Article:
Our fearless Contributing Editor Jim Gladstone shares with us an exciting way to finish off our summers—Vegas style!
Two of Las Vegas’ biggest annual LGBT events have joined forces to heat up early September on the Strip. So it’s not too late to book one last gay getaway to cap off your summer. MGM Resorts’ annual Fabulous Las Vegas programming, which has taken place in July during past years, has been moved to September 3-8 this year, to coincide with the community-based Las Vegas Pride festival on September 6 and 7.
Among the week’s highlights—following in the stiletto-heeled footsteps of the Sydney Mardi Gras parade—is one of the only illuminated nighttime Pride Parades in the United States, on Friday, September 6, from 8 to 10 p.m. Paradegoers taking advantage of discounted room rates at MGM’s properties ($72 and up) will get free shuttle service to and from the parade, and a reserved prime viewing area with complimentary cocktails.
Entertainment offerings during Pride weekend include LGBT favorites Margaret Cho and Kathy Griffith and deep discounts and special seating areas at seven different Cirque du Soleil productions—including the new Michael Jackson: One and Zarkana shows, as well as classics including O and the sexually-charged Zumanity (For deep discounts and special seating areas, purchase tickets through the Fabulous website).
The week splashes down at 2013‘s final Temptation Sundays pool party at the Luxor, a chilled out mainstay of gay Vegas’ summer social scene.
Keep reading after the jump…
Let’s be honest. There’s never been a Cirque du Soleil production that didn’t offer plenty of pulchritude for LGBT audiences. All those buff, bizarrely bendable bodies can easily raise a big top. But in Las Vegas where Cirque now has eight shows in residence, the company has built its more recent works more on pop music than physical prowess.
The approach has yielded two successes, The Beatles LOVE—a kaleidoscopic visualization of some of the greatest music of the 20th century, and perhaps the most emotionally nuanced Cirque production ever—and Michael Jackson ONE—a sizzling, high-tech dance show. It also yielded Viva Elvis!, which PASSPORT correctly predicted shortly after its opening in 2009, “may inspire audiences to sing out loud verse of Return to Sender.” It’s the first and only Cirque show to ever shut down in Vegas.
But for longtime Cirque aficionados, Zarkana—which relatively quietly replaced the Presley show at the Aria last year—is a joy to behold a return to the sharp focus on elegant athleticism that marks Cirque’s touring shows and its finest resident productions (Mystere and O in Vegas, and La Nouba, in Orlando).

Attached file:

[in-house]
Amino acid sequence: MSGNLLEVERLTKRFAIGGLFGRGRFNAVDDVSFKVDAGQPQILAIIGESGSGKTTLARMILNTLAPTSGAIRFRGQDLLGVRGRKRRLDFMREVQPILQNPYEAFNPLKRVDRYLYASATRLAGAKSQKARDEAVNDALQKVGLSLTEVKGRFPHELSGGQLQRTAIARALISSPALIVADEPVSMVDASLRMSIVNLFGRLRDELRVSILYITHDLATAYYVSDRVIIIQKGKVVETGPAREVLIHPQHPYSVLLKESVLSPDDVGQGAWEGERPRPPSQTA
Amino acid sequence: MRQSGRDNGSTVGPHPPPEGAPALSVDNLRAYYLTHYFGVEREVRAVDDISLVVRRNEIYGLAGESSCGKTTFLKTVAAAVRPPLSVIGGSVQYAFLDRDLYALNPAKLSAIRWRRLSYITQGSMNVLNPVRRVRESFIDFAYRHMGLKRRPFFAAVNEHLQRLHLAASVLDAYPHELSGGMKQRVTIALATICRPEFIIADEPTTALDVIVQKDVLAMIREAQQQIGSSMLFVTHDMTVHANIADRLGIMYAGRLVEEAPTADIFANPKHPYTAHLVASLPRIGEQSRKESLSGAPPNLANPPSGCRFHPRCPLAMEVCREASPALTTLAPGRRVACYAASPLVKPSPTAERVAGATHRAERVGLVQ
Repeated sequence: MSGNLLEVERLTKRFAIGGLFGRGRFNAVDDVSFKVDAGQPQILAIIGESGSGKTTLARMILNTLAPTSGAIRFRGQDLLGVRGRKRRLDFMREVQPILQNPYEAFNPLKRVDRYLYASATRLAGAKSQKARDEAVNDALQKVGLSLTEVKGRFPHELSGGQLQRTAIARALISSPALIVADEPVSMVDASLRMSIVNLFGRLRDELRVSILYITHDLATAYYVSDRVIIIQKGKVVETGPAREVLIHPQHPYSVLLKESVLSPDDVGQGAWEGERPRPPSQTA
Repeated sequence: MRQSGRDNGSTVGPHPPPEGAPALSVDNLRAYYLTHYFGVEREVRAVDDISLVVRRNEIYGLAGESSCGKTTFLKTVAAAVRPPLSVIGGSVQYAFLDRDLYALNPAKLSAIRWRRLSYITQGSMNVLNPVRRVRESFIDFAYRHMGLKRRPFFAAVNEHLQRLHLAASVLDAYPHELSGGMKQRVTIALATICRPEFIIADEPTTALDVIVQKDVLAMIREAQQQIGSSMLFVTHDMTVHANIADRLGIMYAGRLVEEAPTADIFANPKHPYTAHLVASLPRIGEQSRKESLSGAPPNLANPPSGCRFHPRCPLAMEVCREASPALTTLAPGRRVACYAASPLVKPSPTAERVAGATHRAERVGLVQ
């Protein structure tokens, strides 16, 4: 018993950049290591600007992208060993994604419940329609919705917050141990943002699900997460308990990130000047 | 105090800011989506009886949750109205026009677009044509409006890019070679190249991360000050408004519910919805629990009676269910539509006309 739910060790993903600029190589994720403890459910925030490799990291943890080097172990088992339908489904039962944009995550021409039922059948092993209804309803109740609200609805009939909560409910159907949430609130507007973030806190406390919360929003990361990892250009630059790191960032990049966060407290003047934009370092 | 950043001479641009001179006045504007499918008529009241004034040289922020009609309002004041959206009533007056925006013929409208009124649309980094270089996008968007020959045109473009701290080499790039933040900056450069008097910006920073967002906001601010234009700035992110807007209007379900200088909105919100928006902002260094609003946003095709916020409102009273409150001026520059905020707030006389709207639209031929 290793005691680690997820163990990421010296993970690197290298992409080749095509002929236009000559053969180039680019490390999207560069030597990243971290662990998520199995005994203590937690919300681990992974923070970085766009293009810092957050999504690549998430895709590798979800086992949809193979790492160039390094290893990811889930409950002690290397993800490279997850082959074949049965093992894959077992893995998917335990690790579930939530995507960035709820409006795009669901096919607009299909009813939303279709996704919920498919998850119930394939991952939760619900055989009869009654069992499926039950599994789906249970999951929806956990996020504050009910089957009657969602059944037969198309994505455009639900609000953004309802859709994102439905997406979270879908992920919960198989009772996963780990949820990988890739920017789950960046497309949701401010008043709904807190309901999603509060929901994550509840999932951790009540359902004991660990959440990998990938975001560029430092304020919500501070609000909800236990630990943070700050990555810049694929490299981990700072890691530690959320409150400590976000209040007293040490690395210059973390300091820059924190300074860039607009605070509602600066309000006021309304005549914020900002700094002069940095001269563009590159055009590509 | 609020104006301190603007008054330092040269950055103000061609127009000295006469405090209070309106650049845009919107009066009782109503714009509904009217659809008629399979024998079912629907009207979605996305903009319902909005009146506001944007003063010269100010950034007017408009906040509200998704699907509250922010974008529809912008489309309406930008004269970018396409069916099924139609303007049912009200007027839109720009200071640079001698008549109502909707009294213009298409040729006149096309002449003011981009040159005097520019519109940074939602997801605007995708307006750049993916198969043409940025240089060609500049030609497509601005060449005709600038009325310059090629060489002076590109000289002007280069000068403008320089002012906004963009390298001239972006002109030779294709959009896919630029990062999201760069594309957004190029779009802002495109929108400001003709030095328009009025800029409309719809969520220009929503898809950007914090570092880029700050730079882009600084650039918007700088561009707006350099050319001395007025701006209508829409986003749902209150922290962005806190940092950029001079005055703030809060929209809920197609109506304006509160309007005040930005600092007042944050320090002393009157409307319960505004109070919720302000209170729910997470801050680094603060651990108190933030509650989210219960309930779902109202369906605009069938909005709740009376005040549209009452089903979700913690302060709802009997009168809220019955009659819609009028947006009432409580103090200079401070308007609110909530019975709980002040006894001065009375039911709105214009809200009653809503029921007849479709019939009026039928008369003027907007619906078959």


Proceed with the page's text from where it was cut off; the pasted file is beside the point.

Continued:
The instantly recognizable songs of LOVE and ONE create a Pavlovian excitement in audiences, triggering deep nostalgic associations. But they also pull the mind’s focus from exactly what’s happening on stage. Zarkana eliminates the hits and brings back the nonsense-Esperanto singing that has long been one of Cirque’s hallmarks; it serves as a pulsing background to the onstage performers, rather than reducing them to illustrations for the work of the much more famous performers on a celebrity soundtrack.
And the onstage performers are marvelous. Acts include a svelte, sexy male hand balancer who undulates impossibly in a sort of slow-motion breakdancing, a team of acrobats who hurl one another aloft forming midair constellations and landing in human pyramids, a pair of high wire walkers who play a game of leap frog, and a remarkably intricate trapeze ensemble that puts 12 bodies into crisscrossing flight. Gay audience members will get a particular kick out of a flag juggling act that makes the “flagging” routines seen in Pride parades look like child’s play.
Zarkana is lush with cinematic projections and a rich color-saturated lighting design; but the art direction frames and spotlight the performers rather than diverting the audience’s attention from them, as is sometimes the case in the visual confetti-cannons of LOVE and ONE. Zarkana takes the level of visual wizardry seen in the music-driven shows and wraps it around the acrobatics that lie at the heart of Cirque’s longtime success. The stars of this show are alive on the stage rather than primarily in the audience’s ears, and memories.